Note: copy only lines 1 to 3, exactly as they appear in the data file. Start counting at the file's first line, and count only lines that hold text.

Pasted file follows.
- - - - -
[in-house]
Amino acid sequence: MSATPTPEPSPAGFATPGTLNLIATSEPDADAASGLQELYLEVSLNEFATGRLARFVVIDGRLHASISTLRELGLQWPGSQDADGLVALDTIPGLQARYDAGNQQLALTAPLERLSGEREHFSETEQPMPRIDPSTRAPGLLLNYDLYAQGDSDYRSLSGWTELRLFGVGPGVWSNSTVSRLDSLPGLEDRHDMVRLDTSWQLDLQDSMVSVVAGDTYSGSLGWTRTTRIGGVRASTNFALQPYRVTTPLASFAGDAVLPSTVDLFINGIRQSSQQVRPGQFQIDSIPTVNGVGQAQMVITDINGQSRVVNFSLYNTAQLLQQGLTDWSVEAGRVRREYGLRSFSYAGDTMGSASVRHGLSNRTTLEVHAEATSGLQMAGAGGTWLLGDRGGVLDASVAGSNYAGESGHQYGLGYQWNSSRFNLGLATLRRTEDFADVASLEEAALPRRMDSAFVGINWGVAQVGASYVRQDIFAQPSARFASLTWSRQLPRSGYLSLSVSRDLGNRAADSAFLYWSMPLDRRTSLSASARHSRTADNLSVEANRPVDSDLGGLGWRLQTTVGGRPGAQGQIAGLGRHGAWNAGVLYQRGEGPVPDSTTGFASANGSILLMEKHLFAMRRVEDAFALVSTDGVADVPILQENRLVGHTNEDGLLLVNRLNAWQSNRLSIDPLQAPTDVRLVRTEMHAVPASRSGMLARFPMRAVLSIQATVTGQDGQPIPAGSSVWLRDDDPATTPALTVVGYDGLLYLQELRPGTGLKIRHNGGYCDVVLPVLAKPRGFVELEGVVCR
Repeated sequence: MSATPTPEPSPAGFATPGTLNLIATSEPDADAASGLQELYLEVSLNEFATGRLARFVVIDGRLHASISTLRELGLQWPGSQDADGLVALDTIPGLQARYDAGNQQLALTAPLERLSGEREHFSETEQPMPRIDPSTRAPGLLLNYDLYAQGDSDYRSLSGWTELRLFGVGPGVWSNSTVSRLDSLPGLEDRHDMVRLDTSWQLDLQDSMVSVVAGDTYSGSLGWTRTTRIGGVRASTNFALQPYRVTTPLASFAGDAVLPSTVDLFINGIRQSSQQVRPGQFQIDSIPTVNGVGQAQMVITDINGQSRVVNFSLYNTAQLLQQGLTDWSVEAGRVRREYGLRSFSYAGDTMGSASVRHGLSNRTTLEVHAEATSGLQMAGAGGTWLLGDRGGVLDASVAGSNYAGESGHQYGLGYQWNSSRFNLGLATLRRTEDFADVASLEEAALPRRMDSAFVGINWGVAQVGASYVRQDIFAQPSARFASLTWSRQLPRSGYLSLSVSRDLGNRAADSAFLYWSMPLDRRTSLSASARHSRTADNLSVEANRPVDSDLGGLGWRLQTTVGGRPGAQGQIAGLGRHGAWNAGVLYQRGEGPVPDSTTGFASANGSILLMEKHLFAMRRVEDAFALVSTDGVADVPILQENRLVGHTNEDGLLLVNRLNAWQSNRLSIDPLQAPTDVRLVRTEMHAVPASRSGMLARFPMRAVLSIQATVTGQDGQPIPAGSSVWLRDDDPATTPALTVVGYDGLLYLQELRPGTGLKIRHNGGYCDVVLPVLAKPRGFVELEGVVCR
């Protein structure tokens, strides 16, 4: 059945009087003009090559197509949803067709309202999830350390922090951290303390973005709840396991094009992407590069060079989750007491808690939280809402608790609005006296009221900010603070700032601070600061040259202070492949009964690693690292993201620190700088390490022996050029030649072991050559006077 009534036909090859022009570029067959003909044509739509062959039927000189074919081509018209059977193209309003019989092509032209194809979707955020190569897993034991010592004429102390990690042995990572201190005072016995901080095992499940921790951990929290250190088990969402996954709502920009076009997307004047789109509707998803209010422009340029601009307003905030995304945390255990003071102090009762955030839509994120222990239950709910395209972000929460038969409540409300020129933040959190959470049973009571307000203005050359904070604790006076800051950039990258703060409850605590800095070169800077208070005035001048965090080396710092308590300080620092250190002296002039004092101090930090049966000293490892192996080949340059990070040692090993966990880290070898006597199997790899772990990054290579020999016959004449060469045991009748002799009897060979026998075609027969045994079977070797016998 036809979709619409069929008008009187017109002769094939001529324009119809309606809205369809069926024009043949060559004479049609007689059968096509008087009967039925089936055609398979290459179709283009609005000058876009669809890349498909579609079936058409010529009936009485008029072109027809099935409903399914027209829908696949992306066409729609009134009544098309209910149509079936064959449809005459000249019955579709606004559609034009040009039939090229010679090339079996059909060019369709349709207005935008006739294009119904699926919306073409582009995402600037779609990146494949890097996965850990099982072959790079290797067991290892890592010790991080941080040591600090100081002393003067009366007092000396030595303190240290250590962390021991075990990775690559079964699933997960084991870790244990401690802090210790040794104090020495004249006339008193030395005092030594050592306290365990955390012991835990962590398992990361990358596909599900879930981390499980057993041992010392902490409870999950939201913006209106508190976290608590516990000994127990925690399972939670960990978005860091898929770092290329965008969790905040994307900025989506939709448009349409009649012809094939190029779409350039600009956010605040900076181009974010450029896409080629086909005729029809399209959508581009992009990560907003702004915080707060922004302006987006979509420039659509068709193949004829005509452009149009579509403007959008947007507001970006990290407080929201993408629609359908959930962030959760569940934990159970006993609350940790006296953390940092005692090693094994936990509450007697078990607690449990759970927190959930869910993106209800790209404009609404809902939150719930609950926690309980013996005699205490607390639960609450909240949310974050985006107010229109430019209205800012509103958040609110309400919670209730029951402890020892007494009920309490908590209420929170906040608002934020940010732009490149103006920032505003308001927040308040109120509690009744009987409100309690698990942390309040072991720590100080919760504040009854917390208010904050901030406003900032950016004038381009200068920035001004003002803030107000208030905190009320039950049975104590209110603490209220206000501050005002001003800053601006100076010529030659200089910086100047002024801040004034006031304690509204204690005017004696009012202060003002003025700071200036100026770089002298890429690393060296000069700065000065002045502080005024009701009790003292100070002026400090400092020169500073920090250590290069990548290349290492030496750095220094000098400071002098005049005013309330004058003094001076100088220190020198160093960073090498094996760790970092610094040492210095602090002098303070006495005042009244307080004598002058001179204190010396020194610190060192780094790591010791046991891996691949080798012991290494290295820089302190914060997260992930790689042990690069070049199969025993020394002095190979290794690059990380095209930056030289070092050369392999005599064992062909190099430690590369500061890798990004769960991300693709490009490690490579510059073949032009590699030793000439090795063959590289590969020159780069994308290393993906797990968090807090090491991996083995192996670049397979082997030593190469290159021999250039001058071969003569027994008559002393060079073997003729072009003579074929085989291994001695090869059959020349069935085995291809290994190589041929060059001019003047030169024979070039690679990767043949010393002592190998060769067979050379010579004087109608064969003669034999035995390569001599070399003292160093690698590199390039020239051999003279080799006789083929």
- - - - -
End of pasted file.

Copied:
[in-house]
Amino acid sequence: MSATPTPEPSPAGFATPGTLNLIATSEPDADAASGLQELYLEVSLNEFATGRLARFVVIDGRLHASISTLRELGLQWPGSQDADGLVALDTIPGLQARYDAGNQQLALTAPLERLSGEREHFSETEQPMPRIDPSTRAPGLLLNYDLYAQGDSDYRSLSGWTELRLFGVGPGVWSNSTVSRLDSLPGLEDRHDMVRLDTSWQLDLQDSMVSVVAGDTYSGSLGWTRTTRIGGVRASTNFALQPYRVTTPLASFAGDAVLPSTVDLFINGIRQSSQQVRPGQFQIDSIPTVNGVGQAQMVITDINGQSRVVNFSLYNTAQLLQQGLTDWSVEAGRVRREYGLRSFSYAGDTMGSASVRHGLSNRTTLEVHAEATSGLQMAGAGGTWLLGDRGGVLDASVAGSNYAGESGHQYGLGYQWNSSRFNLGLATLRRTEDFADVASLEEAALPRRMDSAFVGINWGVAQVGASYVRQDIFAQPSARFASLTWSRQLPRSGYLSLSVSRDLGNRAADSAFLYWSMPLDRRTSLSASARHSRTADNLSVEANRPVDSDLGGLGWRLQTTVGGRPGAQGQIAGLGRHGAWNAGVLYQRGEGPVPDSTTGFASANGSILLMEKHLFAMRRVEDAFALVSTDGVADVPILQENRLVGHTNEDGLLLVNRLNAWQSNRLSIDPLQAPTDVRLVRTEMHAVPASRSGMLARFPMRAVLSIQATVTGQDGQPIPAGSSVWLRDDDPATTPALTVVGYDGLLYLQELRPGTGLKIRHNGGYCDVVLPVLAKPRGFVELEGVVCR
Repeated sequence: MSATPTPEPSPAGFATPGTLNLIATSEPDADAASGLQELYLEVSLNEFATGRLARFVVIDGRLHASISTLRELGLQWPGSQDADGLVALDTIPGLQARYDAGNQQLALTAPLERLSGEREHFSETEQPMPRIDPSTRAPGLLLNYDLYAQGDSDYRSLSGWTELRLFGVGPGVWSNSTVSRLDSLPGLEDRHDMVRLDTSWQLDLQDSMVSVVAGDTYSGSLGWTRTTRIGGVRASTNFALQPYRVTTPLASFAGDAVLPSTVDLFINGIRQSSQQVRPGQFQIDSIPTVNGVGQAQMVITDINGQSRVVNFSLYNTAQLLQQGLTDWSVEAGRVRREYGLRSFSYAGDTMGSASVRHGLSNRTTLEVHAEATSGLQMAGAGGTWLLGDRGGVLDASVAGSNYAGESGHQYGLGYQWNSSRFNLGLATLRRTEDFADVASLEEAALPRRMDSAFVGINWGVAQVGASYVRQDIFAQPSARFASLTWSRQLPRSGYLSLSVSRDLGNRAADSAFLYWSMPLDRRTSLSASARHSRTADNLSVEANRPVDSDLGGLGWRLQTTVGGRPGAQGQIAGLGRHGAWNAGVLYQRGEGPVPDSTTGFASANGSILLMEKHLFAMRRVEDAFALVSTDGVADVPILQENRLVGHTNEDGLLLVNRLNAWQSNRLSIDPLQAPTDVRLVRTEMHAVPASRSGMLARFPMRAVLSIQATVTGQDGQPIPAGSSVWLRDDDPATTPALTVVGYDGLLYLQELRPGTGLKIRHNGGYCDVVLPVLAKPRGFVELEGVVCR